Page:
An arboretum is sort of a tree museum, but it also can help a neighborhood look toward its future.
Frequently planted in a public garden, an arboretum is a place where someone has planted many different varieties of flowering magnolias, or rows of similar but slightly different oaks. An arboretum is a great place to study trees and consider them for use in your landscape.
Atlanta can lay claim to seven arboretums, with more coming. These arboretums aren’t sequestered away in a public garden. These are neighborhood arboretums, planted in yards, sidewalk planting strips, and parks where neighbors and visitors exercise and socialize.
The intown Atlanta neighborhoods of Cabbagetown, Inman Park, Midtown, Oakhurst, Reynoldstown, Sylvan Hills and Virginia-Highland have partnered with Trees Atlanta to create a neighborhood arboretum, a district where trees are labeled with granite markers and walks have been laid out highlighting the diversity of tree species in the neighborhood.
Sigrid Read was president of the Sylvan Hills Neighborhood Association when Trees Atlanta first came up with the idea of creating neighborhood arboretums. As a teacher, Read liked the educational aspect of having an arboretum, and as a longtime Trees Atlanta volunteer, she was already a proponent of planting trees. Sylvan Hills, a pedestrian-friendly southwest Atlanta neighborhood, signed up to be one of the first neighborhood arboretums.
“We basically went from house to house asking people if they wanted trees for their yard. We had to convince them the trees were free, and that we wouldn’t be planting huge trees under power lines,” Read said. A powerful argument for adding trees was pointing out that tree-lined streets in the neighborhood were 10 degrees cooler in the summer.
That was in 2006. “Now it’s something that helps bond the neighborhood,” Read added, and neighbors come out when there are new plantings or pruning to be done.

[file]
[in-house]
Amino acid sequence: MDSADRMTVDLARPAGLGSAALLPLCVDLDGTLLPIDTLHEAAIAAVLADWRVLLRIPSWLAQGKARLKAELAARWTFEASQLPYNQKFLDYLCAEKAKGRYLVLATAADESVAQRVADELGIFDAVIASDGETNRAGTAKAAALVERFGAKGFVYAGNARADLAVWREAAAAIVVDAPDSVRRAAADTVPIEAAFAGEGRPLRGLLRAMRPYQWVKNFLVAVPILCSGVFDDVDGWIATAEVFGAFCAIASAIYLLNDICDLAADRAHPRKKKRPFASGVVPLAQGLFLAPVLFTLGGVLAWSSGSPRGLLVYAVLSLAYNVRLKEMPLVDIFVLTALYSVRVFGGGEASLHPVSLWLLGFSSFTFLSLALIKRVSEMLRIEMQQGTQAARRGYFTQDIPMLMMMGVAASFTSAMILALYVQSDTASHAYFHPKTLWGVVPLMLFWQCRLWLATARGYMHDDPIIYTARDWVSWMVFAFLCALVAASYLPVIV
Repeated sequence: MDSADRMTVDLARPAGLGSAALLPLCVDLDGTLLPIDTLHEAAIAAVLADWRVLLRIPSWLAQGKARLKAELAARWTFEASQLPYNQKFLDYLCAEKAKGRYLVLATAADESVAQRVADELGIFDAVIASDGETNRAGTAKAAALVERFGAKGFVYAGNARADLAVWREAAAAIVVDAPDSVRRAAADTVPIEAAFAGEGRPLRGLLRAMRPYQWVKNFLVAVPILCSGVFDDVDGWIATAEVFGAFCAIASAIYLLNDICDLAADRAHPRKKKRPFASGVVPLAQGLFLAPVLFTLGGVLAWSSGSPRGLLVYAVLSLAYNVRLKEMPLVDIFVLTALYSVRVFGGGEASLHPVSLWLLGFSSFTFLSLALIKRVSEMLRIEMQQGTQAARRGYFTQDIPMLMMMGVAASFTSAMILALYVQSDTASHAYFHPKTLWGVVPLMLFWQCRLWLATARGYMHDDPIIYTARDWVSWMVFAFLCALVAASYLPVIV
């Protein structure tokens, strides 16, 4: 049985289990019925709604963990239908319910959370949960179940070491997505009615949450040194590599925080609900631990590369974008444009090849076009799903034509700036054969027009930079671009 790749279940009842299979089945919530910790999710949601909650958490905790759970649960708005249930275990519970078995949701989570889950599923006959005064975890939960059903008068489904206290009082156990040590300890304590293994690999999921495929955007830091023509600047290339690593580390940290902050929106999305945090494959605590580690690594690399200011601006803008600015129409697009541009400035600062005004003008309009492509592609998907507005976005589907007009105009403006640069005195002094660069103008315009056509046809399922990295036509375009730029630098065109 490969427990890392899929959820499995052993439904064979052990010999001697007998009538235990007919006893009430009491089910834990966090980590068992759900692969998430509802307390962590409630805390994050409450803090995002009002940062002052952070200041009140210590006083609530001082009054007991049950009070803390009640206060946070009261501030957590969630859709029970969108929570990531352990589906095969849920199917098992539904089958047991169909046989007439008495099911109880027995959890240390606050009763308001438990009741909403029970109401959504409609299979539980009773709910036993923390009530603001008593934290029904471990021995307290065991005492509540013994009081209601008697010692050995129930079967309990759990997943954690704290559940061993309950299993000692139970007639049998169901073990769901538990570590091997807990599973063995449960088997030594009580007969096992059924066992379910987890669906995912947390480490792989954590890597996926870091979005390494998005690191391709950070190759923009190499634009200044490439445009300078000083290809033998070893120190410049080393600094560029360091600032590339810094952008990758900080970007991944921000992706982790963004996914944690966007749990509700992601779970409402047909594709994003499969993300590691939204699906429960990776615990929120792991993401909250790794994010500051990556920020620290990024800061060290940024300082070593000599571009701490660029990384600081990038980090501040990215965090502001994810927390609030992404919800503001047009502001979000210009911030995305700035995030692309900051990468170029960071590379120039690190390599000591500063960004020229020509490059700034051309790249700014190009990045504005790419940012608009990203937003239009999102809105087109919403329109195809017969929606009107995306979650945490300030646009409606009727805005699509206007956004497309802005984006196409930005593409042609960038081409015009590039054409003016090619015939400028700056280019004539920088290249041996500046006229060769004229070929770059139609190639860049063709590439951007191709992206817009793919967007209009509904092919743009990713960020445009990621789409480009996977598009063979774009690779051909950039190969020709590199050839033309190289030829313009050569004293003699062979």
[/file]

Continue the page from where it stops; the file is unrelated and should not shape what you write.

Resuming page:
Today the Sylvan Hills arboretum has more than 40 trees on its list. From chinaberry to pecan, the trees vary from newly planted to those decades older than the houses they shade. Following the map and checking out all the trees on the walk takes about an hour and 45 minutes.
Over in northeast Atlanta, Reynoldstown began developing its arboretum about three years ago. Luke Pinkney remembers hearing Trees Atlanta program director Greg Levine talking about the idea at a neighborhood meeting. Pinkney and his wife, Christina Muzzi, signed up to help. With other volunteers, they walked the neighborhood identifying existing trees to be included in the arboretum and spaces where trees could be planted.
“There wasn’t as much landscaping here as in other neighborhoods, so there were many places we could add trees,” Pinkney recalled. The neighborhood decided on a “fruit and nut tree” theme, a grouping flexible enough to include red oaks and hackberries that provide food for the neighborhood wildlife.
The Reynoldstown tree walk map lists 30 trees on a grid that spans about 12 blocks of the neighborhood. There’s a Phase 2 in the works. “Beauty is an obvious benefit of having a neighborhood arboretum, but we believe it improves housing values as well,” Pinkney said.
He also values the social aspects of the arboretum, and the opportunity it presents to involve the neighborhood’s children. “They will be the caretakers of this urban canopy we’re building,” Pinkney said, and he’s even working on a tree-related trivia contest that just might lead to buried treasure.
Interested in learning more about trees as an asset in your neighborhood? Attend Trees Atlanta’s City in the Arboretum conference and learn now to create a neighborhood arboretum or get involved with an existing one. Registration is required. Some scholarships are available by contacting email@example.com.
"Bringing the Arboretum Home." 8:30 a.m.-2 p.m. May 22. Trees Atlanta Kendeda Center, 225 Chester Ave., Atlanta. $30 for Trees Atlanta members, $40 for nonmembers. www.treesatlanta.org, 404-522-4097.
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